Finding your yoga home

Some of the obstacles to getting started in yoga is not knowing what type of yoga is right for you. There are many different styles of yoga and sometimes the best way to find out if you like something or not is to try it for yourself.

Yogitastic with her mat

But just to help you along, below are brief descriptions of the most popular yoga styles in the U.S.:

Ashtanga – In this style there are six established (and strenuous) pose sequences. Meaning there’s a series 1, series 2, etc. Yogis move rapidly from one pose to another, combined with deep, controlled breathing. Also referred to as power yoga.

Hatha – All yoga poses are considered hatha but more popularly when referring to a type of class it means it is slower-paced, gentle and focused on breathing and meditation.

Bikram – Created by Bikram Choudhury. This style is a series of 26 poses (each performed twice) in a nearly 105º room with 40% humidity.

Hot yoga – This style is similar to Bikram only in that the room is warmer than your average room but only from 85º to 95º. The lower temperature is more manageable while still benefitting from the warm room which helps with flexibility.

Iyengar – Founded by B.K.S. Iyengar. This form of yoga focuses on precise alignment and deliberate sequencing. Props are used in this class to helps students to get into the right position.

Anusara – Created by John Friend (who is awesome, by the way). This style of yoga also focuses on precise alignment like Iyengar but taps into the more spiritual (and fun) aspects of yoga. Expect a lot of “heart-opening” poses like backbends.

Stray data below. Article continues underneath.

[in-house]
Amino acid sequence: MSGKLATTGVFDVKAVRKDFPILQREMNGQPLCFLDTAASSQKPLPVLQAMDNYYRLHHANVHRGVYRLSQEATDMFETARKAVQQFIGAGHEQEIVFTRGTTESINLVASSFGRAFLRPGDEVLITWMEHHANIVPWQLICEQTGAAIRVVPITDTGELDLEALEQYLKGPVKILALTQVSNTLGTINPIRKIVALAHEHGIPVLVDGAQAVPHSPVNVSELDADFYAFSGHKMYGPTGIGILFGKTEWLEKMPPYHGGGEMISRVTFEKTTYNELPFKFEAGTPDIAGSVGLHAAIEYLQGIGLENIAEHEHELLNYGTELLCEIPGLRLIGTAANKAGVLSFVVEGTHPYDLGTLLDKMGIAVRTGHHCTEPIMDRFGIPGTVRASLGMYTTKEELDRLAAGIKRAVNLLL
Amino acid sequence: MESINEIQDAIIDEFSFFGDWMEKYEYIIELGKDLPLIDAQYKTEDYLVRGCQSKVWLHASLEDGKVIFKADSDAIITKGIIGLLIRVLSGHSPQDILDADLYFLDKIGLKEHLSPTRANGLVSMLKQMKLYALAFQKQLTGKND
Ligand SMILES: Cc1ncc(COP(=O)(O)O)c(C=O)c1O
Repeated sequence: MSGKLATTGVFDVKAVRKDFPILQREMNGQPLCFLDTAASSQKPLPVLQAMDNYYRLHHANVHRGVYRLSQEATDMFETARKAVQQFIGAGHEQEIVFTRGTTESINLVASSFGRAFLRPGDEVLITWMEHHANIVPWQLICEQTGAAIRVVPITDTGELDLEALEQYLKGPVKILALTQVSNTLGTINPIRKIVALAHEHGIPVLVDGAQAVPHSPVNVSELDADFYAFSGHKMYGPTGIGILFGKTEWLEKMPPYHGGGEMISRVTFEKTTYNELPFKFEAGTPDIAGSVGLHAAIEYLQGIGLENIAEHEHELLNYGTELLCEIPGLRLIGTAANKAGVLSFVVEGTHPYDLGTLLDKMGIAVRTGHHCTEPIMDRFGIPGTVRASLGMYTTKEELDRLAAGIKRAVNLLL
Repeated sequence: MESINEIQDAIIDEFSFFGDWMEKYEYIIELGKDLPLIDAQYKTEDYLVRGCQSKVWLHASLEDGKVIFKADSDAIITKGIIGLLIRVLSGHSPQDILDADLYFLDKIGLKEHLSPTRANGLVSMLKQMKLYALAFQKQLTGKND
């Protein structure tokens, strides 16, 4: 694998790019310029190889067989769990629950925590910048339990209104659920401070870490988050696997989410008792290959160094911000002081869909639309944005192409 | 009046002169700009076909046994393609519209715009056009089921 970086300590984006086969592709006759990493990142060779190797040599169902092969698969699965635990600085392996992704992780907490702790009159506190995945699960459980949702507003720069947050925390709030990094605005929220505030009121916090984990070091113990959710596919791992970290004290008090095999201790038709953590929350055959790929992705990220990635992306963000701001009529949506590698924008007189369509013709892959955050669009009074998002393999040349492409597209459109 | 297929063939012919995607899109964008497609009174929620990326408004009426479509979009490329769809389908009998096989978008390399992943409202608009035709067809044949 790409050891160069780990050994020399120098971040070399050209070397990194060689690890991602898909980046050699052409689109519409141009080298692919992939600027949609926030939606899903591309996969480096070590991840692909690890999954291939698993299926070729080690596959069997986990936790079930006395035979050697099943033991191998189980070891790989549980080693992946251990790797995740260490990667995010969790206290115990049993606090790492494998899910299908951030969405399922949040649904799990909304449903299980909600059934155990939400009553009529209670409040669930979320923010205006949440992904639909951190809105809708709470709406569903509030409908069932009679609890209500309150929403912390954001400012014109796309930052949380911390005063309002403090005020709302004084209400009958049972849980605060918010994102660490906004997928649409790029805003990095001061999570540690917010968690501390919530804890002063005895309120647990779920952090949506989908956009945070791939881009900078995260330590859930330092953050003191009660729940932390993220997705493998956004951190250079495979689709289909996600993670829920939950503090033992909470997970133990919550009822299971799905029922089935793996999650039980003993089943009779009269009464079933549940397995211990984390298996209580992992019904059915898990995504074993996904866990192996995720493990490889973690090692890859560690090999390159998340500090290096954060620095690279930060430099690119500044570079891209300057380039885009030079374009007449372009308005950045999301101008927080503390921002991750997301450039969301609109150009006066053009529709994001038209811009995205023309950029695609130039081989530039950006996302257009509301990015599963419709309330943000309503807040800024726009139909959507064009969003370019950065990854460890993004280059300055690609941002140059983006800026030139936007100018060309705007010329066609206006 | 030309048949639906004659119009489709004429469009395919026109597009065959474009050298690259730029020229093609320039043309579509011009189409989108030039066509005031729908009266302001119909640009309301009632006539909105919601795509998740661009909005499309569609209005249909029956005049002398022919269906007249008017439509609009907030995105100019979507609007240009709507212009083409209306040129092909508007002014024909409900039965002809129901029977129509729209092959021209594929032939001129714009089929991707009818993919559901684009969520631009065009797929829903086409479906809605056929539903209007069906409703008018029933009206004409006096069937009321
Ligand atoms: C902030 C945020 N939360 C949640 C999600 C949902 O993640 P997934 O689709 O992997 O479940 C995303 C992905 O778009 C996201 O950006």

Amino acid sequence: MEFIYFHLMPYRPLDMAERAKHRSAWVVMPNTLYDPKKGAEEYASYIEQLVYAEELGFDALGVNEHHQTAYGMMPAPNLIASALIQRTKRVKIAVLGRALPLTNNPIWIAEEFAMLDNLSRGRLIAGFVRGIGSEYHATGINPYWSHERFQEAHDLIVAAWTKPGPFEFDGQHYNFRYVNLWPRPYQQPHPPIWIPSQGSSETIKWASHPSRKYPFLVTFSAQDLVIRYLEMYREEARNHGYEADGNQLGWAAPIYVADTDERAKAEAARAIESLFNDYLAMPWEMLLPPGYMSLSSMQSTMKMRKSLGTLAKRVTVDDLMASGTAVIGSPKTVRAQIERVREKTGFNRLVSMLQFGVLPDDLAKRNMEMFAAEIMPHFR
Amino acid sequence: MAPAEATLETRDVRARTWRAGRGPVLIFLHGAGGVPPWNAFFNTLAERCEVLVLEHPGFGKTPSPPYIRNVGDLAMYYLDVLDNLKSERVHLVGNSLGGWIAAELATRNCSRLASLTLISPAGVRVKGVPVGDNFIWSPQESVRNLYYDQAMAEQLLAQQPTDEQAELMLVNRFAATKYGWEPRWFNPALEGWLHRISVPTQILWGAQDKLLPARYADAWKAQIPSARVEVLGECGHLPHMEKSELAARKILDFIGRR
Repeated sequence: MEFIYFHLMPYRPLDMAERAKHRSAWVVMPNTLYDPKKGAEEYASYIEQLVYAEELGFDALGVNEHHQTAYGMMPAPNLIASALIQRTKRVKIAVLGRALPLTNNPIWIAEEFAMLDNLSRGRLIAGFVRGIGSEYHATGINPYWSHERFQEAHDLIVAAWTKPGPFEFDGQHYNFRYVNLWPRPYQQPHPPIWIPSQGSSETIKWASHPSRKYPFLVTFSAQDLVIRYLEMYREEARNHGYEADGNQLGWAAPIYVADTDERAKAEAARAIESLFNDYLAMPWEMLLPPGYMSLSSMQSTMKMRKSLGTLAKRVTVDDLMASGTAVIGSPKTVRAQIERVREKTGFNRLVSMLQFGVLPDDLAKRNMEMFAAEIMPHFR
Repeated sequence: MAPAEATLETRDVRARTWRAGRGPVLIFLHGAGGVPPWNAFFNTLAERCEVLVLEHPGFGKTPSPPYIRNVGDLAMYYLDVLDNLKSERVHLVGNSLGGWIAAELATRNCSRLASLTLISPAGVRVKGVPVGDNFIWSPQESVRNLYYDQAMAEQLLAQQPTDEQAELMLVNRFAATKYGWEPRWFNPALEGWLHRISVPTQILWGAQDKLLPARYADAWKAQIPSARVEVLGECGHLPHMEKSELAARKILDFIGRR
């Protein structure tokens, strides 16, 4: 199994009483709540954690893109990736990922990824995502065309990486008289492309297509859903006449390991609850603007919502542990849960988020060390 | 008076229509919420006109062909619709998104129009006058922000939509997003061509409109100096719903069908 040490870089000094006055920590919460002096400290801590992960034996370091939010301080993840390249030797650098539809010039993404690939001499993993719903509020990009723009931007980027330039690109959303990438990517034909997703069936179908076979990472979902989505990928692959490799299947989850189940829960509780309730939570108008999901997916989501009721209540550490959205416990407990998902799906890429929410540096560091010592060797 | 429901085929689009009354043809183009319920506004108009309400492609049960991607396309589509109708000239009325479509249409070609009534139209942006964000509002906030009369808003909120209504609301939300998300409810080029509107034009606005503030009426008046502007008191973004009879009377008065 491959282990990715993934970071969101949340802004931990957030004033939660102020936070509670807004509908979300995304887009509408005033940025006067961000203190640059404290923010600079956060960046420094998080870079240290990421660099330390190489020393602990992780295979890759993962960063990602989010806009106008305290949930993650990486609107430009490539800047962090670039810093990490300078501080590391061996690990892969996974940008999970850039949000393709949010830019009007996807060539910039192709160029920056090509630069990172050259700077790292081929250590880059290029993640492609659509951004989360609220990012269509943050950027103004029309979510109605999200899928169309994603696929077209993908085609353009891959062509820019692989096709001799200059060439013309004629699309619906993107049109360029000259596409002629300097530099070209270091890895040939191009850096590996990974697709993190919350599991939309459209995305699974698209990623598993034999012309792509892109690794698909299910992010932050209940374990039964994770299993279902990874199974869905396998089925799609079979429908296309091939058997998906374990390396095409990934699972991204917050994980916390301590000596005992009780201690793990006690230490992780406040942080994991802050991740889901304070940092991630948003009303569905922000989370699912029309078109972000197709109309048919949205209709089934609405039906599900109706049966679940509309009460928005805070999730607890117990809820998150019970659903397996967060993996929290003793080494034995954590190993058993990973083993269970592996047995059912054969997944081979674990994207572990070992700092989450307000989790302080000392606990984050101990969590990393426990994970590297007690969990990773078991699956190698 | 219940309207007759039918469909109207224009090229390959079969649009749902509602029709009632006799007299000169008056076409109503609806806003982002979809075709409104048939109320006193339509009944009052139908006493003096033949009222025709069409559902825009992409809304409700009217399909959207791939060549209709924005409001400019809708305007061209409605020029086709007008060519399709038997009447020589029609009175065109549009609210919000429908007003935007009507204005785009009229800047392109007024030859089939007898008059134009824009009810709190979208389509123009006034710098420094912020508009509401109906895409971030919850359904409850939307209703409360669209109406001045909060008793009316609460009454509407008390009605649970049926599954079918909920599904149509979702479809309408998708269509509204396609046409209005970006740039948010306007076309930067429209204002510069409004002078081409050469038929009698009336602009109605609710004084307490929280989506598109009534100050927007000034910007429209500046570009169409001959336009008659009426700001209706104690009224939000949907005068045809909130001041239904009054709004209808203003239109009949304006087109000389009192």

Jivamukti – Created by Sharon Gannon and David Life. A typical class includes a theme, some chanting and references to ancient scripture weaved into the physical practice. It is rooted heavily in yoga philosophy and traditions.

Kundalini – This practice is intended to release the kundalini (serpent) energy of the root chakra (area around your lower spine). Movements are intense and with a lot of work on core. There is also a lot of sitting. This one thoroughly kicked my butt.

Restorative – This style of yoga is heaven on earth. The poses for this class focus more towards relaxation. Props like blankets, bolsters and eye pillows help yogis to sink into their breath and let go. Stressed out? This is the yoga practice for you.

Vinyasa – My favorite style of yoga. Also commonly known as flow, like ashtanga, yogis rapidly flow from one pose to the next with attention to the breath. Most vinyasa classes are taught with music. (And I love that!)

Yin – This practice involve more passive stretches held for longer periods of time (read: not a cake walk). For those people (like me) who have a more fiery practice, this style of yoga is the perfect balance to cool down with.

Sometimes you’ll see a class labeled Yoga I/II. If the studio isn’t clearly affiliated with a style of yoga, it probably means that the teacher combines or blends several teaching styles in her classes. If you have never tried yoga, it’s best to start at Yoga I. As you improve, then you can move up to Yoga II then Yoga III.